Upper GI Endoscopy
Also known as Esophagogastroduodenoscopy, EGD lets your doctor look inside the esophagus, stomach and first part of the small intestine (duodenum). It may be done to diagnose swallowing problems, heartburn, indigestion, nausea, bleeding, upper abdominal pain or chest pain. The exam is performed under conscious sedation to relax you and relieve any discomfort
You should not have anything to eat or drink after midnight the night before your exam. Be sure to talk to your physician about taking any of your regular medicines or insulin on the day of the procedure. Some physicians prefer you do not take certain anti-inflammatory medicines, aspirin, or blood thinning medicines for up to one week prior to your exam. Be sure to inform your physician about any medications that you take routinely when booking your procedure. Upon your arrival to the hospital, your nurse will also review this information with you.
Before the procedure, an IV (intravenous line) will be placed in your arm so that sedation can be given. Just prior to the procedure, you may also be given a medicine to gargle, or a spray to numb the throat to prevent gagging. The procedure is usually done using a combination of sedative and pain medicine to provide a moderate degree of sedation. A registered nurse will be with you throughout the exam to monitor your medication and vital signs.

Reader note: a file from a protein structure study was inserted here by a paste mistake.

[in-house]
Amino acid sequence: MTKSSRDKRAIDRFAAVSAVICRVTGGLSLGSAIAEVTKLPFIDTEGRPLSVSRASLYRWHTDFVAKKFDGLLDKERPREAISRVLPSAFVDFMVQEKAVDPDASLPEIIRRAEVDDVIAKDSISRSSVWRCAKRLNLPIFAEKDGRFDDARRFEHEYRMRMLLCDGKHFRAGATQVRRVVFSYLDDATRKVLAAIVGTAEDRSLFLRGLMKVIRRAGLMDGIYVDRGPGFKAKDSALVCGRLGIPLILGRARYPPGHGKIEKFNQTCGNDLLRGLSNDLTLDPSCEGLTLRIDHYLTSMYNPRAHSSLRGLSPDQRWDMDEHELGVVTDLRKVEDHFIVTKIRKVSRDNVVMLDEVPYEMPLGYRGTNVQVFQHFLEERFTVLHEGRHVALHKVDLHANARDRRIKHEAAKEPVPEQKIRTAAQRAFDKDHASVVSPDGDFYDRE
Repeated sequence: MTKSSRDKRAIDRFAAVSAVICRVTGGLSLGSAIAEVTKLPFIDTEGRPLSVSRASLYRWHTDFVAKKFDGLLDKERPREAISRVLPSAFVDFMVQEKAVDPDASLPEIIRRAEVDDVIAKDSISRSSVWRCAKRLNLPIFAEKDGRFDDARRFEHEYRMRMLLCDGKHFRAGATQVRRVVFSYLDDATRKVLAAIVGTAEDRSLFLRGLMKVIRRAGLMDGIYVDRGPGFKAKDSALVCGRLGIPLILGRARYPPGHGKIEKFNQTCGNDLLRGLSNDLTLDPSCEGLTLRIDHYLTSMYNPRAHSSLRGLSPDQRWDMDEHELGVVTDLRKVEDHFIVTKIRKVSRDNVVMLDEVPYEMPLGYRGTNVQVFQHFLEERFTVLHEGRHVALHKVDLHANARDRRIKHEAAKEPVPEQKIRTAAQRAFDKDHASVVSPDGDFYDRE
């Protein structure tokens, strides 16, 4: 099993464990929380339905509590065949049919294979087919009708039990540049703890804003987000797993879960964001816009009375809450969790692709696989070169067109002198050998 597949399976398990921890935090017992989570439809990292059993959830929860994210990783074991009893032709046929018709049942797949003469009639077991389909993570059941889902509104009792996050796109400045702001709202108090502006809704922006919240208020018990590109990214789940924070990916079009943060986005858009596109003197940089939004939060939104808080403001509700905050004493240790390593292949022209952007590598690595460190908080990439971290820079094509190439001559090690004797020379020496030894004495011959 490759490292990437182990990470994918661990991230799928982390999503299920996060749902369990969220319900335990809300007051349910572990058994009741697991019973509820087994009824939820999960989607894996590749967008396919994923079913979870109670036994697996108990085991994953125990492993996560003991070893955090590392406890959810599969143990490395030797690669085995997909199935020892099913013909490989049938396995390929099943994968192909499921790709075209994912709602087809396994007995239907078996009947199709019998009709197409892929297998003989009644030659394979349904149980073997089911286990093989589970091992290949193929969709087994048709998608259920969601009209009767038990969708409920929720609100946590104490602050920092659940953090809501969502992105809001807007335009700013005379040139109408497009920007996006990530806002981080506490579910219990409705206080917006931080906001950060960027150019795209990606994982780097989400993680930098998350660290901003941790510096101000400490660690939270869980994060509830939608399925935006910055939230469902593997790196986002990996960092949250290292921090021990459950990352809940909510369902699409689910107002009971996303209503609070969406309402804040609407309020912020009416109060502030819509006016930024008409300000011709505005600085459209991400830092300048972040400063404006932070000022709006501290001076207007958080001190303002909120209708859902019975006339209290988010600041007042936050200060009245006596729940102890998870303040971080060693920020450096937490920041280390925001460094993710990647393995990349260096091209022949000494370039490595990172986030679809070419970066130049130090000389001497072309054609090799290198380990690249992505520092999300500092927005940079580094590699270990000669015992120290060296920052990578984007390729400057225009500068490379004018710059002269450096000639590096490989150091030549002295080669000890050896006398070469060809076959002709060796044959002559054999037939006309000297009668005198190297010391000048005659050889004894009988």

The procedure takes approximately 20-30 minutes and is performed in the endoscopy suite at the Kent Outpatient Surgery Unit. Please plan to arrive one hour prior to the time of your exam to allow time for your pre-exam interview and to get your medication started. You should expect to remain for recovery for approximately one hour after the procedure. On the day of the exam, you should arrange for a ride home, and you should not drive for 24 hours. Plan on taking it easy for the rest of the day. Please do not wear jewelry to the hospital. You may wear dentures and hearing aids to the hospital but dentures will be removed for the exam.
During the exam, a thin, flexible, lighted tube with a tiny television lens sends a picture to a TV screen for the physician's viewing. The endoscope will blow some air into the stomach to expand the folds, making it easier for the doctor to see the lining of the organs involved. The physician will be able to see inflammation, ulcers, bleeding, etc.. Small tissue samples called biopsies may be taken for further testing in the hospital laboratory. Any minor bleeding from the exam is controlled through the scope by a cauterization instrument or by medicines.
Complications of EGD are rare but can include perforation (puncture) of the esophageal or stomach lining.